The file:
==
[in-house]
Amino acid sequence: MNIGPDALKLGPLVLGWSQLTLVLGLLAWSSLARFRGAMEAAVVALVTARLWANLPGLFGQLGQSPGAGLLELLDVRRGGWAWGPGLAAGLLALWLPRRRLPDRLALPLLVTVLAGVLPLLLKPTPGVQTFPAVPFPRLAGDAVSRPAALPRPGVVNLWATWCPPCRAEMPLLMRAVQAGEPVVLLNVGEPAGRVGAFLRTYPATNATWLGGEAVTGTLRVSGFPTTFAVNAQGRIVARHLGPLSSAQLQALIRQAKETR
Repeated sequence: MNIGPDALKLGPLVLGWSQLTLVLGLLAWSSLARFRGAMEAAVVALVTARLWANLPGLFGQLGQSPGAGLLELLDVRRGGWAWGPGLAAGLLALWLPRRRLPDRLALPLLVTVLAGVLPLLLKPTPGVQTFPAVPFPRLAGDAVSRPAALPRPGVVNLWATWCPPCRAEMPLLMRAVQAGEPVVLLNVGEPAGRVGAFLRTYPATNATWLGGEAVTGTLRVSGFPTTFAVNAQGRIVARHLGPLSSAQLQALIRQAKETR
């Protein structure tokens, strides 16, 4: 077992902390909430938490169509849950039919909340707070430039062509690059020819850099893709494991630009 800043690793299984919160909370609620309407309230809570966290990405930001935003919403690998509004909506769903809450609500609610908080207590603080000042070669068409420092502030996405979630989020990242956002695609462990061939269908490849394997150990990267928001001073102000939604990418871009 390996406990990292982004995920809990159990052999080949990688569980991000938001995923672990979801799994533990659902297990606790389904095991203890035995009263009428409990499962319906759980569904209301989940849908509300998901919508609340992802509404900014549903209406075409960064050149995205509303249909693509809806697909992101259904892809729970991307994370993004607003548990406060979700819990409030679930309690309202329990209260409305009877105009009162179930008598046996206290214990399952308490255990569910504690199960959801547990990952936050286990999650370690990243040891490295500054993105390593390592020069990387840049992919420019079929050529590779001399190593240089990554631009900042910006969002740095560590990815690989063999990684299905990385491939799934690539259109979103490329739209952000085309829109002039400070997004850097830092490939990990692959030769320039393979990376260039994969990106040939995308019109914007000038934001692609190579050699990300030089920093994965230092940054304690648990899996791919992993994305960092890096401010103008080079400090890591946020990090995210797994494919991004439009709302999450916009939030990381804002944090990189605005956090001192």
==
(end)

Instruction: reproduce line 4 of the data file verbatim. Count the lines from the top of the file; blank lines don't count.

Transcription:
């Protein structure tokens, strides 16, 4: 077992902390909430938490169509849950039919909340707070430039062509690059020819850099893709494991630009 800043690793299984919160909370609620309407309230809570966290990405930001935003919403690998509004909506769903809450609500609610908080207590603080000042070669068409420092502030996405979630989020990242956002695609462990061939269908490849394997150990990267928001001073102000939604990418871009 390996406990990292982004995920809990159990052999080949990688569980991000938001995923672990979801799994533990659902297990606790389904095991203890035995009263009428409990499962319906759980569904209301989940849908509300998901919508609340992802509404900014549903209406075409960064050149995205509303249909693509809806697909992101259904892809729970991307994370993004607003548990406060979700819990409030679930309690309202329990209260409305009877105009009162179930008598046996206290214990399952308490255990569910504690199960959801547990990952936050286990999650370690990243040891490295500054993105390593390592020069990387840049992919420019079929050529590779001399190593240089990554631009900042910006969002740095560590990815690989063999990684299905990385491939799934690539259109979103490329739209952000085309829109002039400070997004850097830092490939990990692959030769320039393979990376260039994969990106040939995308019109914007000038934001692609190579050699990300030089920093994965230092940054304690648990899996791919992993994305960092890096401010103008080079400090890591946020990090995210797994494919991004439009709302999450916009939030990381804002944090990189605005956090001192």